The Horseshoe

New DHS campus on May 5 ballot

School board approves putting $750-million bond to tax-payer vote

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New DHS campus on May 5 ballot

Community voters pulled together May 5 to vote on proposed $750-million bond.

Community voters pulled together May 5 to vote on proposed $750-million bond.

Photo by: Covenant House Vancouver

Community voters pulled together May 5 to vote on proposed $750-million bond.

Photo by: Covenant House Vancouver

Photo by: Covenant House Vancouver

Community voters pulled together May 5 to vote on proposed $750-million bond.

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The future of Denton High School rests in voters’ hands during the May 5 joint election.

Along with candidates for school trustees, city council members and the mayor, Denton ISD Proposition A asks voters to approve a $750-million bond package to accommodate new growth, renovate or replace aging facilities, enhance career and technical education, improve infrastructure and safety, and update extracurricular facilities.

With 6,000 new students expected to enroll in the district over the next 10 years and a potential 28,000 lots available for new housing, Denton ranks first in the DFW area for undeveloped vacant lots. Denton County is the ninth fastest growing county in the United States.

“We are currently the fourth-fastest growing school district in North Texas,” superintendent Jamie Wilson Ph.D. said. “Quality schools help communities grow.”

The recommendations for the bond came from a 56-member Citizens’ Advisory Committee, who met weekly for over five months to analyze the needs of each campus for growth, aging facilities, safety and security. The committee found the greatest need overall to be aging facilities.

“The goal of this grant was to manage growth and then look at aging facilities and what they need to improve,” Wilson said. “The committee evaluated everything and this is the list they created.”

Over 31 percent of schools in DISD are 30 years or older. The Denton High building on Fulton Street was built in 1957. With a 61-year-old building, students face issues such as power-outages, flooding, rats and spatial concerns. The Committee estimated it would cost close to 60 percent of the price of a new building to renovate the current campus.

“We were taking a history test one time when the power went out,” junior Anna Schmeding said. “Luckily we had windows and could continue, but in other places it was completely dark and they couldn’t see anything.”

At almost $200 million, the new campus is the largest item on the grant that was approved unanimously by the school board. It is to be put to a public vote on May 5. Other items include new security upgrades at all schools, money for replacement campuses for Newton Rayzor and Woodrow Wilson, renovations for Strickland and the DHS building to be the new Calhoun Middle School, capital improvements at 16 schools, natatorium repairs, and improvements in support facilities like Transportation, the Sisk Annex and the Technology Building.

All with no change to the current tax rate of $1.54 from property taxes.

“A big question was how to pay for it all without increasing the tax rate,” Wilson said. “We estimated that with all the growth in the last 200 home closings, we made almost $5 million with property taxes, and we could pay for the school as we continue to grow.”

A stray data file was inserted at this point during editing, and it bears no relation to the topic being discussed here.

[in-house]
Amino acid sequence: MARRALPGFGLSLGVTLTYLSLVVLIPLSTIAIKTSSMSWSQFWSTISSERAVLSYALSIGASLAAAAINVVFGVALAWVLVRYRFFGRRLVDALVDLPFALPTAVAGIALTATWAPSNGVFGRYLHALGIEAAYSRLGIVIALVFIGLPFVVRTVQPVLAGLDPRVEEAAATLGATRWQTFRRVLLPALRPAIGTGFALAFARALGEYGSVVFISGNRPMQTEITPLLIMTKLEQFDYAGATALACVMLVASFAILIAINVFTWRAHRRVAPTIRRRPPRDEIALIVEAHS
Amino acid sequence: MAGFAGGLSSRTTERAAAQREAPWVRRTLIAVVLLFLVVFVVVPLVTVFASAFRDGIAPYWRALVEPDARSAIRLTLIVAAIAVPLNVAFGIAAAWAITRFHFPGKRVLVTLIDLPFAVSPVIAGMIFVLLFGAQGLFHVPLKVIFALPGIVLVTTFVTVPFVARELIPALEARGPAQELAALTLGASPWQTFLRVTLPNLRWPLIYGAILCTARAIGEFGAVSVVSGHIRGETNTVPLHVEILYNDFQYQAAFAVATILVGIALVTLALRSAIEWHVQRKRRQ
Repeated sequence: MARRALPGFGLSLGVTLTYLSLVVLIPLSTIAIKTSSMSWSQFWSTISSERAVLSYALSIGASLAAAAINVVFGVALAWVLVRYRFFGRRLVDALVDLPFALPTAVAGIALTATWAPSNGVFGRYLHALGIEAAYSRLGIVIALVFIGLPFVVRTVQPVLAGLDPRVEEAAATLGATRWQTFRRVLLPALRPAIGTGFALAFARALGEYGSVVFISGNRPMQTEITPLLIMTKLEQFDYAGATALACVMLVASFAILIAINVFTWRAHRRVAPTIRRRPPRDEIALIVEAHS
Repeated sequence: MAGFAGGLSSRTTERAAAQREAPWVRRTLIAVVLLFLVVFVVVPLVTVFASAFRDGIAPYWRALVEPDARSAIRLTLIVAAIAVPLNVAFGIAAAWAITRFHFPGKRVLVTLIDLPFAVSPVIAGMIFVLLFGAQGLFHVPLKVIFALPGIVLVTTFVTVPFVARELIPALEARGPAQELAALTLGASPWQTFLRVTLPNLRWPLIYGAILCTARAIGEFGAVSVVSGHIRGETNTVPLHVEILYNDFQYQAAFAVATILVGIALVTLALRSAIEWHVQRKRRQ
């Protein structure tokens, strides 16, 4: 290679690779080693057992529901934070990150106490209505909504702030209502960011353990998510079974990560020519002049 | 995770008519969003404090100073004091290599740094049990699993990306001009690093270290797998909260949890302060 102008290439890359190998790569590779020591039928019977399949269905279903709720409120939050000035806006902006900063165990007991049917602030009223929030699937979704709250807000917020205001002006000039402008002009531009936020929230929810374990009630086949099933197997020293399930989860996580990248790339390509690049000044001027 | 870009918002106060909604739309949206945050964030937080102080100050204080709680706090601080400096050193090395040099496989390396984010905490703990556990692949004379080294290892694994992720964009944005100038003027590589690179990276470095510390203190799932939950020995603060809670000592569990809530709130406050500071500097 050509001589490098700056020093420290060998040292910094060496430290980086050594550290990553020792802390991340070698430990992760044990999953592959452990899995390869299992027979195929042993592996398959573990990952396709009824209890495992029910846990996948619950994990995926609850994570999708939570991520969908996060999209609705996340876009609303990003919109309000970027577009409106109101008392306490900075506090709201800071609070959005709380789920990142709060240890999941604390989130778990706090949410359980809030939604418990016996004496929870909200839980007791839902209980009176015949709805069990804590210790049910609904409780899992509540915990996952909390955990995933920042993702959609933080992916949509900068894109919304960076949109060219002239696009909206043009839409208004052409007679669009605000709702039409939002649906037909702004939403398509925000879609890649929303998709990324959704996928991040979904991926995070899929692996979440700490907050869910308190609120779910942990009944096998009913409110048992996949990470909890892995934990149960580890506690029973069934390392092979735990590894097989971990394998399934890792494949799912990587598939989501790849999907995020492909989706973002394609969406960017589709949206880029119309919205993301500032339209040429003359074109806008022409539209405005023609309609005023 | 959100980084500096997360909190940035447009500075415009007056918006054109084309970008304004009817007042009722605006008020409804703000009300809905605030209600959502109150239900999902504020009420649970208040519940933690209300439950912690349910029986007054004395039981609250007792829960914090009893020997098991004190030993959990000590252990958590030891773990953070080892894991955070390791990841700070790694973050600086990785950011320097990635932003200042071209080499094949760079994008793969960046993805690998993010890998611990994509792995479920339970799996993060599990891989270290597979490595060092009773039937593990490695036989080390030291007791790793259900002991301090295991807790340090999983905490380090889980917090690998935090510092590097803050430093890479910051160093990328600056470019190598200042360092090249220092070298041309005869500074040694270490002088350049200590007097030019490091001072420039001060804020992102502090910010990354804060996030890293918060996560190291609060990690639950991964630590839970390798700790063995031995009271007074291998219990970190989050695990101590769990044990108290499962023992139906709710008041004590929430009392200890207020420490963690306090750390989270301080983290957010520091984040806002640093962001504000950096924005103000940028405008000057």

While renovation could update the building, Denton High is limited in growth due to the current location. Most 5A schools have around 80-100 acres, compared to the current DHS campus, which sits on 36 total acres, with no expanding room because of surrounding neighborhoods.

“Braswell has 104 acres,” District Director of Communications Mario Zavala said. “They have plenty of spaces to park, everything is on campus, and they have newer technology built into the school, like charging ports.”

But the problem is bigger than parking spaces and charging stations. Many DHS students cross busy roads to reach athletics classes and their parked cars, producing safety issues. Earlier this year, senior Madison Hill broke her femur crossing the street.

“It [a new campus] would allow the school to have a safer environment,” Hill said.

Although the bond carries a hefty price tag, the biggest issue may be overcoming emotional ties to the building. From Bronco Stadium to the purple hand-prints of graduated seniors, memories fill as much of the building as students.

The Citizens’ Advisory Committee included graduates, parents and grandparents who all attended DHS. They were joined by city council members, doctors, even current and former faculty members – but they all had to get past their emotions.

“If the grant is passed, we will form another committee of community members to plan the historical aspects of the school and how they will be transferred to the new building,” Zavala said. “All the titles and things will remain the same; like Bronco Field will stay Bronco Field.”

If passed, the new campus will take four to five years to build, meaning current seventh and eighth graders will most likely be the last senior class to graduate from Fulton Street. The district plans to keep the same zoning, wanting the school to be placed in the heart of the city.

“In the past 10 years, 11 new schools have been built within the district,” Wilson said. “Of those 11, none of them have been built in the city of Denton.”

Early voting was open April 23-May 1, with Election Day May 5. Community members who are registered can vote. Parents, business owners, workers all have the ability to determine whether or not the grant is passed.

Additional information, FAQ and a breakdown of how the $750 million will be spent is online at http://dentonisdbond.org/index.html.

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Student News Site of Denton High School in Denton, Texas